Kiowa Black Leggings

Artist: Virginia Stroud

Kiowa Black Leggings was purchased for the Oklahoma Judicial Center collection. Since 1987, the Black Leggings Society Honor Guard has presented the flag during the opening ceremonies of The Sovereignty Symposium, sponsored each year by the Supreme Court of Oklahoma. Established to honor veterans, the Kiowa name for the group is Ton-Kon-Gah. Membership is limited to male Kiowa tribal members who have served in the Armed Forces.

Military organizations within Kiowa society is a tradition that stretches back hundreds of years, but that hierarchy had nearly vanished by the early years of the twentieth century. All that changed in 1958 when the late Gus Palmer organized a meeting of Kiowa veterans in the Veterans of Foreign Wars hall in Carnegie, Oklahoma. Palmer wanted to honor his brother, Landreth, who had died in battle in World War II and he convinced the other veterans to revive the tradition.

Discussion exists as to the origin of the Society’s name. Some say it comes from the days before the Kiowa had horses and dust from the trail made the warriors’ legs black. Others say their legs were blackened from running back into action after an enemy burned out an area to repel an attack. Kiowas later painted their legs black for ceremonies.

Regalia worn by Black Leggings members has changed little over the years. A black string shawl is worn at the waist. Legs are covered with black paint or black leggings from the knees down and a red cape is draped over the shoulders. The cape is worn in honor of Gool-hay-ee, Palmer’s great-grandfather, who killed a Mexican officer in battle and took his red cape as a war trophy. The Black Leggings Society still has possession of the original cape.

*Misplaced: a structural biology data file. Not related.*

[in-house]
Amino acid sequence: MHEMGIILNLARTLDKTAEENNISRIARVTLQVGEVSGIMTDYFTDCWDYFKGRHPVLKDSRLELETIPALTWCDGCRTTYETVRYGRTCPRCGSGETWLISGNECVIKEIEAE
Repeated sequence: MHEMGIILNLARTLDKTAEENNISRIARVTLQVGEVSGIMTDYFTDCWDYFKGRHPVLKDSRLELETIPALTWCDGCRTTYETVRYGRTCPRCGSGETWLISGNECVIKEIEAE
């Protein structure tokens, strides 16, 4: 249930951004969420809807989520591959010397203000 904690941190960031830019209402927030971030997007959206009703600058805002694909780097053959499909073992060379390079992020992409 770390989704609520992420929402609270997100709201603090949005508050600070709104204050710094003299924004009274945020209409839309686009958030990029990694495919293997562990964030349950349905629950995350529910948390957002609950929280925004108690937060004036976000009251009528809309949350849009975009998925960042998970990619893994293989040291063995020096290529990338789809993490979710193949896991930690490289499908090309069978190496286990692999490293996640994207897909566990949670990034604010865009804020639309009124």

Members also carry a decorated lance or spear. The adornment is a personal statement of individual military experience. Palmer had 21 eagle feathers on his lance, representing the 21 bombing missions he made during World War II. Ton-kon-gah members have served in every major United States conflict from World War I through the present. The United States Army’s night helicopter, the OH-58D, is named the Kiowa Warrior. For more on the Black Leggings Society, please see the Sovereignty Syposium Poster featuring Dixon Palmer on page 36.

When artist Virginia Stroud was twelve years old, a man knocked on her family’s door in Muskogee and said, “I understand there is a girl here who likes to draw.” That man was Dick West, an accomplished artist who was then teaching at Bacone College. West recognized Stroud’s natural talent and encouraged her to continue drawing. At the time, Stroud lived with the Ahtone family and fellow Oklahoma Judicial Center artist, Sharron Ahtone Harjo. The pair grew up as sisters. See Ahtone’s piece on page 94.

Stroud won first place in the Philbrook Annual competition at the age of seventeen. The following year the Cherokee-Creek artist gained national acclaim as Miss Indian America, traveling the country, appearing on television and visiting the White House. When her reign ended, Stroud returned to her art and continued as a student at Bacone College before transferring to the University of Oklahoma where she studied art and elementary education.

Stroud still follows advice she got from West, that each painting should tell a complete story. Her work is inspired by the two-dimensional ledger-style of traditional Native art, but she has made the style her own.

Her work is included in the Millicent Rogers Museum in Taos, New Mexico, as well as the Thomas Gilcrease Museum and the Philbrook Museum in Tulsa. She has also written and illustrated four children’s books, inspired by Native American stories.